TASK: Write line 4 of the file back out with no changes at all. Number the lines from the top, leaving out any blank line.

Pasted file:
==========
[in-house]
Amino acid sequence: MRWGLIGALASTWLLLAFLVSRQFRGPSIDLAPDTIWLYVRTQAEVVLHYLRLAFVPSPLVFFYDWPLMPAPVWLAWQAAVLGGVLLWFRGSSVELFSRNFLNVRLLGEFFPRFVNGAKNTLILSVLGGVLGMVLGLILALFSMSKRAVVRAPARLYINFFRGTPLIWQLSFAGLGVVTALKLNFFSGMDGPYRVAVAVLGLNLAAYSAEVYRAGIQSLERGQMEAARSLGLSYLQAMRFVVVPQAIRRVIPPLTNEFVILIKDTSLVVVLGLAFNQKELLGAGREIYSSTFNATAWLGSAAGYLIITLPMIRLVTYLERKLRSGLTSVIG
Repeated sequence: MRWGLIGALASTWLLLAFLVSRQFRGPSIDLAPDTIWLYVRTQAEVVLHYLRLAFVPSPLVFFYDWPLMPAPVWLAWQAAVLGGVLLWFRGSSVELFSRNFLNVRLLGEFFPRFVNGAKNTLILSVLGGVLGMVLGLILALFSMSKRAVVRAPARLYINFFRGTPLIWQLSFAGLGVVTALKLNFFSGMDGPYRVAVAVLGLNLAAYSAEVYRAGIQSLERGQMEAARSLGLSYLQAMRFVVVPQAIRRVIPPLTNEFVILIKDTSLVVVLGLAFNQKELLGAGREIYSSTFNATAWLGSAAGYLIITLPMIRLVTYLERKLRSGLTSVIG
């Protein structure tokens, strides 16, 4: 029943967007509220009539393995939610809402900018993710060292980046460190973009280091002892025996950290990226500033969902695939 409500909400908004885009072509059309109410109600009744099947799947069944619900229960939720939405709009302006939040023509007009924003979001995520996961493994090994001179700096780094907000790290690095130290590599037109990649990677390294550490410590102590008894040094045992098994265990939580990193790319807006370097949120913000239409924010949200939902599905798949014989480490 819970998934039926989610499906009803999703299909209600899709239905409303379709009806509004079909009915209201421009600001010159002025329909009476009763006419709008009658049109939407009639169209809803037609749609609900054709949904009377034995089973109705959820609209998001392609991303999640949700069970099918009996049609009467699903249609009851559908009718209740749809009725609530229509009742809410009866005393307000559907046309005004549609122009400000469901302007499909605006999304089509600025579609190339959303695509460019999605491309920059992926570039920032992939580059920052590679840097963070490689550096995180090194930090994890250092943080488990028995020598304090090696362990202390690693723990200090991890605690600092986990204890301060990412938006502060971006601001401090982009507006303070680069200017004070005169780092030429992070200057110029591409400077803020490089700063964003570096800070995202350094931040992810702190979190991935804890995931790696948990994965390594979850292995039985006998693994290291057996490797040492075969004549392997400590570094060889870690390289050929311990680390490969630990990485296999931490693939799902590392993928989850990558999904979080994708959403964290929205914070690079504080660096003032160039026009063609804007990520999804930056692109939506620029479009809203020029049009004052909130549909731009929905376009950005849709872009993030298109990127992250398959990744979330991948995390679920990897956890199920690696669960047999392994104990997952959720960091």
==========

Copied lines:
């Protein structure tokens, strides 16, 4: 029943967007509220009539393995939610809402900018993710060292980046460190973009280091002892025996950290990226500033969902695939 409500909400908004885009072509059309109410109600009744099947799947069944619900229960939720939405709009302006939040023509007009924003979001995520996961493994090994001179700096780094907000790290690095130290590599037109990649990677390294550490410590102590008894040094045992098994265990939580990193790319807006370097949120913000239409924010949200939902599905798949014989480490 819970998934039926989610499906009803999703299909209600899709239905409303379709009806509004079909009915209201421009600001010159002025329909009476009763006419709008009658049109939407009639169209809803037609749609609900054709949904009377034995089973109705959820609209998001392609991303999640949700069970099918009996049609009467699903249609009851559908009718209740749809009725609530229509009742809410009866005393307000559907046309005004549609122009400000469901302007499909605006999304089509600025579609190339959303695509460019999605491309920059992926570039920032992939580059920052590679840097963070490689550096995180090194930090994890250092943080488990028995020598304090090696362990202390690693723990200090991890605690600092986990204890301060990412938006502060971006601001401090982009507006303070680069200017004070005169780092030429992070200057110029591409400077803020490089700063964003570096800070995202350094931040992810702190979190991935804890995931790696948990994965390594979850292995039985006998693994290291057996490797040492075969004549392997400590570094060889870690390289050929311990680390490969630990990485296999931490693939799902590392993928989850990558999904979080994708959403964290929205914070690079504080660096003032160039026009063609804007990520999804930056692109939506620029479009809203020029049009004052909130549909731009929905376009950005849709872009993030298109990127992250398959990744979330991948995390679920990897956890199920690696669960047999392994104990997952959720960091």